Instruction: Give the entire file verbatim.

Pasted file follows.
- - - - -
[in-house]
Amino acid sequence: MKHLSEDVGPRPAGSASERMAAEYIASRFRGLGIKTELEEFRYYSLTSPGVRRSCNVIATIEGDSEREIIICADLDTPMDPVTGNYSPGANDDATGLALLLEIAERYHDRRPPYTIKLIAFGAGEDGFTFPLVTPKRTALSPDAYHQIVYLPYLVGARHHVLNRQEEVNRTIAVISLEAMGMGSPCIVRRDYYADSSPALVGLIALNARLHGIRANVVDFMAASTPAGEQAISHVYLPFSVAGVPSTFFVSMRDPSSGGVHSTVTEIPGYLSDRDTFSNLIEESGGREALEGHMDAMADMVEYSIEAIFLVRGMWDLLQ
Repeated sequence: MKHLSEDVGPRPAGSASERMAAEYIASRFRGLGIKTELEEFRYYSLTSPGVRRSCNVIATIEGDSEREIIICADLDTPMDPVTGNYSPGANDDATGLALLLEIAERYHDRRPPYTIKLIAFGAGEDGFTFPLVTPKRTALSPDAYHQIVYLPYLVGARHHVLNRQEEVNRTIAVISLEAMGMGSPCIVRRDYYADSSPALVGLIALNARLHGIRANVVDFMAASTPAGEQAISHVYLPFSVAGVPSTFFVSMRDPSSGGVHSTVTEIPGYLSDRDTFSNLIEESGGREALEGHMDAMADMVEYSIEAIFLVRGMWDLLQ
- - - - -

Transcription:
[in-house]
Amino acid sequence: MKHLSEDVGPRPAGSASERMAAEYIASRFRGLGIKTELEEFRYYSLTSPGVRRSCNVIATIEGDSEREIIICADLDTPMDPVTGNYSPGANDDATGLALLLEIAERYHDRRPPYTIKLIAFGAGEDGFTFPLVTPKRTALSPDAYHQIVYLPYLVGARHHVLNRQEEVNRTIAVISLEAMGMGSPCIVRRDYYADSSPALVGLIALNARLHGIRANVVDFMAASTPAGEQAISHVYLPFSVAGVPSTFFVSMRDPSSGGVHSTVTEIPGYLSDRDTFSNLIEESGGREALEGHMDAMADMVEYSIEAIFLVRGMWDLLQ
Repeated sequence: MKHLSEDVGPRPAGSASERMAAEYIASRFRGLGIKTELEEFRYYSLTSPGVRRSCNVIATIEGDSEREIIICADLDTPMDPVTGNYSPGANDDATGLALLLEIAERYHDRRPPYTIKLIAFGAGEDGFTFPLVTPKRTALSPDAYHQIVYLPYLVGARHHVLNRQEEVNRTIAVISLEAMGMGSPCIVRRDYYADSSPALVGLIALNARLHGIRANVVDFMAASTPAGEQAISHVYLPFSVAGVPSTFFVSMRDPSSGGVHSTVTEIPGYLSDRDTFSNLIEESGGREALEGHMDAMADMVEYSIEAIFLVRGMWDLLQ